2019 Legislature

Cities and counties that have spent years fighting for more regulatory power over the state’s oil and gas industry are now just one signature away from getting it.

Democrats in the Colorado Senate gave their final approval on Wednesday to Senate Bill 181, which will let local governments increase setbacks and impose fines for spills and air quality violations.

It now heads to Gov. Jared Polis, who is expected to sign it.

Colorado Democrats have tabled their effort to repeal the death penalty after some members of their own party expressed concerns about the bill.

The proposal was stuck in limbo for more than two weeks as State Sen. Angela Williams tried to secure the votes the bill needed to clear the Senate, where Democrats hold a slim 19-16 majority.

The Colorado Legislature has given final approval to a bill that will allow police officers to temporarily take guns away from people who are deemed to be a risk to themselves or others.

Gov. Jared Polis is expected to sign the extreme risk protection order bill into law.

Oil and Gas Bill Advances

Mar 29, 2019

The Colorado House is giving its stamp of approval to a bill that allows local governments more control over oil and gas drilling operations. KDNK’s Capitol Coverage reporter Scott Franz has more:

The Colorado Senate narrowly passed a contentious gun control bill on Thursday that would allow police to temporarily take away someone's firearms.

The extreme risk protection order proposal would give law enforcement the ability to take the weapons away if a judge determines their owner poses a risk to themselves or others.

As Sen. Faith Winter pushes forward a bill to create a paid family leave program, she's thinking of employees who are stuck at work during some of the most challenging moments of their lives.

"We have cancer patients who are skipping their second round of chemotherapy because they can't afford to lose their paycheck," Winter said Monday. "And there's a heartbreaking story of a woman who took her dad off life support in a break room instead of being by her father's side."

LEIGH PATERSON/KUNC

A controversial measure that would temporarily seize weapons from people deemed a risk could get its final vote in the state Senate any day, putting it on the path to for Governor Jared Polis to sign it. Mark Duggan reports.

Raleigh Burleigh

The former Steamboat Springs-based newspaper reporter is settling into his first year covering the Colorado Legislature. His reports are heard on KDNK and other member stations of the Rocky Mountain Community Radio coalition. KDNK's Mark Duggan talked to Franz about how he keeps up with the many bills that have been introduced this year. They also discussed the continued importance of local journalism and holding elected officials accountable.

The basement of the state Capitol is ground zero for legislative strategizing. Lobbyists take over the small cafeteria and crowd around tables with lawmakers for several hours. Some walk into the bathrooms still talking on their phones about legislation. It’s here in this noisy basement where the oil and gas industry has been mounting fierce opposition to stronger regulations on the industry.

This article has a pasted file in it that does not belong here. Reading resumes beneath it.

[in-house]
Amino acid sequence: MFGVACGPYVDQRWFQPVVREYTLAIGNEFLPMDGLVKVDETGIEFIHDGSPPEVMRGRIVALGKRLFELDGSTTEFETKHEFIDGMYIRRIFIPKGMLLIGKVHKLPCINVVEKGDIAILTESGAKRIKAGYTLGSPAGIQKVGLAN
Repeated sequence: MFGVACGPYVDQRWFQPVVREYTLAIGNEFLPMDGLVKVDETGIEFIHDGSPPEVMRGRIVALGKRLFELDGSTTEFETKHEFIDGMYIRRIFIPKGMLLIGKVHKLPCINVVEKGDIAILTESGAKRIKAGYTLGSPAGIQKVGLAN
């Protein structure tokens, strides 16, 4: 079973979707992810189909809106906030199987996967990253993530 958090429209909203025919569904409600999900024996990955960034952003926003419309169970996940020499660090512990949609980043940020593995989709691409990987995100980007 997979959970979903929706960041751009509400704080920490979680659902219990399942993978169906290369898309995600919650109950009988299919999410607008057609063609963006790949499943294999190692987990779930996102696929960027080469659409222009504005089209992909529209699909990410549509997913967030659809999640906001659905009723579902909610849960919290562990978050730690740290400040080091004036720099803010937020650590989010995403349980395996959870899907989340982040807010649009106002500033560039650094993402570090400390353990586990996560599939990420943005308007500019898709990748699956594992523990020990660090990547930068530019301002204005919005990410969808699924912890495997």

After days of fierce partisanship at the state Capitol, Democrats in the Colorado Senate advanced a bill Wednesday that will give local governments more control over oil and gas drilling operations.

But as the bill heads over to the House for more debate, there are signs it will undergo some more changes in the coming days.

Lawmakers who have launched an effort to repeal Colorado’s death penalty argue that it unfairly targets minorities and does not prevent violent crimes. Add to their list of concerns that an innocent person could be put to death.

“The death penalty is unjust,” state Sen. Angela Williams told reporters Tuesday at the Capitol. “It is costly. It is immoral.”

Democratic lawmakers will introduce a bill soon that would give local governments in Colorado more control over oil and gas drilling operations.

The legislation from House Speaker KC Becker and Senate Majority Leader Steve Fenberg would not increase the setbacks between oil wells and homes. But the lawmakers say it will give cities and counties the ability to increase those setbacks themselves.

Colorado lawmakers are renewing an effort to prevent accidents and travel headaches on Interstate 70 in the mountains.

A bill introduced in the House of Representatives on Thursday would require drivers to carry chains or have tires with sufficient tread throughout the entire winter season on the interstate.

When Jennifer Knowles helped her three sons set up a lemonade stand in Denver’s Stapleton neighborhood last summer, she thought she was teaching them about the joys of running a small business.

But then someone called the police and the stand was shut down because the family didn’t have the right permit.